Before the Bishop Gorman players become eligible for the world of French Contrast training, they are taught body function basics—beginning each January for two to three months—and must meet intense criteria before graduating into the program’s advanced training. The prerequisite requires athletes to focus on corrective exercises, core strength, hip mobility training, proper functional movement patterns and general strength training, followed by a phase where they’re tested to see if they’ve made the cut.
“We work from a base where we develop stability and flexibility in the kids, as well as identify faulty movement patterns and muscular imbalances,” Manuel explains. “We work to correct these first, then we work to put size on the kids (hypertrophy). After gaining some size, we develop absolute strength and work to get the kids to lift 1.5 to 2 times their bodyweight on the squat, and .75 to 1.25 times their bodyweight on the bench. Once we hit these strength [markers] we turn to French Contrast methods.”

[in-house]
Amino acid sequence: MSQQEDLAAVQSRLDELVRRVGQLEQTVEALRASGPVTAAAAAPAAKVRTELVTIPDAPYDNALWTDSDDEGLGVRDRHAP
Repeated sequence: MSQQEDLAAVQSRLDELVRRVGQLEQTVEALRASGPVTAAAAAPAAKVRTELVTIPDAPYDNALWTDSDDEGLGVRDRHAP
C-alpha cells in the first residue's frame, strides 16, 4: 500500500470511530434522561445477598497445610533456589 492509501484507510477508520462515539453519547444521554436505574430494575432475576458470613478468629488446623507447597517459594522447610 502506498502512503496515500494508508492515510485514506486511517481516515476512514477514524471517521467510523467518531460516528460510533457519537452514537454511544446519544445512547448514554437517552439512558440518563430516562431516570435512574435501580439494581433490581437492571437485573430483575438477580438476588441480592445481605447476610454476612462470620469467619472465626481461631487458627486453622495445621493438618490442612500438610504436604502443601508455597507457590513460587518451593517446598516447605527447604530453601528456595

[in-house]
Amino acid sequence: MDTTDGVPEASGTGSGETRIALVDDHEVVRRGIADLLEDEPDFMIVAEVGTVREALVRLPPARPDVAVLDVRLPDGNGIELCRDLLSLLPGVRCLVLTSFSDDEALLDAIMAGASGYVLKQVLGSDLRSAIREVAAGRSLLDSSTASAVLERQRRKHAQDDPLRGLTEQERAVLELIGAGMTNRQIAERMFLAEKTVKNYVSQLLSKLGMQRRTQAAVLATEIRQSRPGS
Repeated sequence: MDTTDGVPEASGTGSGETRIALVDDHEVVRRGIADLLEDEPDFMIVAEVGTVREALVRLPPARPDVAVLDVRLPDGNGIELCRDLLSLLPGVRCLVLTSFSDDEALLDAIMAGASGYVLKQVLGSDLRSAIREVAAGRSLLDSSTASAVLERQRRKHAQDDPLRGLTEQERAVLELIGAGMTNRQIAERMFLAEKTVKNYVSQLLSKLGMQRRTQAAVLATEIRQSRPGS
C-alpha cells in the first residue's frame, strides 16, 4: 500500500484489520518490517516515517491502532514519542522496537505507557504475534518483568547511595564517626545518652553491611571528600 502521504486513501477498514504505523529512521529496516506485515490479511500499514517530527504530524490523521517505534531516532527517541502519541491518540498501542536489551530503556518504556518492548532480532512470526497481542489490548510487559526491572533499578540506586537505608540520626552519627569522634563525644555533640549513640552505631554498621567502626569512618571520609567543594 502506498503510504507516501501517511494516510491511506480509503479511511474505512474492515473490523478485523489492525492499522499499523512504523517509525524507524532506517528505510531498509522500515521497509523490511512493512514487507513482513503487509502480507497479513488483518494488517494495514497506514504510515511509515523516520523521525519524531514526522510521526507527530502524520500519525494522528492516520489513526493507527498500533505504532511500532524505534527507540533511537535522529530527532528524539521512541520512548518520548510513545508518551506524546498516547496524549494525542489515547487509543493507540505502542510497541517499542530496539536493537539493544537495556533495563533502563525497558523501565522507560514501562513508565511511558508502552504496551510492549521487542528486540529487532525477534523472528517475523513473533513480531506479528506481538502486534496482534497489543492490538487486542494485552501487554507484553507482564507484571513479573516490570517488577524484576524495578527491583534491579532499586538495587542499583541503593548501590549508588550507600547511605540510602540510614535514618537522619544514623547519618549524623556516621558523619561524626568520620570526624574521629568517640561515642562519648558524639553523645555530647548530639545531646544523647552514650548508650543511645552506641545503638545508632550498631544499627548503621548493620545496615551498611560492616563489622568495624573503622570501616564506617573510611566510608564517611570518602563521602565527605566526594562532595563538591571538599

It’s generally observed that most players performing French Contrast have a prior two years of strength training experience, but the genetic freaks are advanced forward after one.
“Freshmen and sophomores usually don’t go into French Contrast,” Manuel says. “Those who don’t, stay in the strength phase to get them to reach the markers.”
The team’s French Contrast approach begins with a squat exercise (1-2 repetitions, 80-90% of a 1 repetition maximum), followed by a plyometric movement (3-6 repetitions) of either box jumps, drop squat jumps, hurdle jumps, split jumps or depth jumps.